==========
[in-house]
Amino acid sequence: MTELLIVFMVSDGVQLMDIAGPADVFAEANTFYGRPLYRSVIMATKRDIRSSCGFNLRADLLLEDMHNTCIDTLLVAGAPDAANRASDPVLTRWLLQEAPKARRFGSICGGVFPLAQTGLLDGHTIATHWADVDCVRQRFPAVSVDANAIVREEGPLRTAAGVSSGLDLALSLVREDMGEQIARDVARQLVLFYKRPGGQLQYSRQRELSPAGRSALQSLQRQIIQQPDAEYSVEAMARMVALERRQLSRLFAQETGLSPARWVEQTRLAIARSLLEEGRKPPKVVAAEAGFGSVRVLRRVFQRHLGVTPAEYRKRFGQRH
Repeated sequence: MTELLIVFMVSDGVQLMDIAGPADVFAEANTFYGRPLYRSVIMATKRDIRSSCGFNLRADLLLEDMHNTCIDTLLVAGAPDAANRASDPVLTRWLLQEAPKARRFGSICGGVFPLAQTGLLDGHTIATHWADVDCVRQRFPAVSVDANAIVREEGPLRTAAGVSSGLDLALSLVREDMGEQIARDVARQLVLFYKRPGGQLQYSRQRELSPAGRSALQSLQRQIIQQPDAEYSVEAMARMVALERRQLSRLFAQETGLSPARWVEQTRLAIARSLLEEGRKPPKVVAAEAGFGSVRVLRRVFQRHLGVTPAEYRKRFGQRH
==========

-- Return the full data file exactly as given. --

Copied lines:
[in-house]
Amino acid sequence: MTELLIVFMVSDGVQLMDIAGPADVFAEANTFYGRPLYRSVIMATKRDIRSSCGFNLRADLLLEDMHNTCIDTLLVAGAPDAANRASDPVLTRWLLQEAPKARRFGSICGGVFPLAQTGLLDGHTIATHWADVDCVRQRFPAVSVDANAIVREEGPLRTAAGVSSGLDLALSLVREDMGEQIARDVARQLVLFYKRPGGQLQYSRQRELSPAGRSALQSLQRQIIQQPDAEYSVEAMARMVALERRQLSRLFAQETGLSPARWVEQTRLAIARSLLEEGRKPPKVVAAEAGFGSVRVLRRVFQRHLGVTPAEYRKRFGQRH
Repeated sequence: MTELLIVFMVSDGVQLMDIAGPADVFAEANTFYGRPLYRSVIMATKRDIRSSCGFNLRADLLLEDMHNTCIDTLLVAGAPDAANRASDPVLTRWLLQEAPKARRFGSICGGVFPLAQTGLLDGHTIATHWADVDCVRQRFPAVSVDANAIVREEGPLRTAAGVSSGLDLALSLVREDMGEQIARDVARQLVLFYKRPGGQLQYSRQRELSPAGRSALQSLQRQIIQQPDAEYSVEAMARMVALERRQLSRLFAQETGLSPARWVEQTRLAIARSLLEEGRKPPKVVAAEAGFGSVRVLRRVFQRHLGVTPAEYRKRFGQRH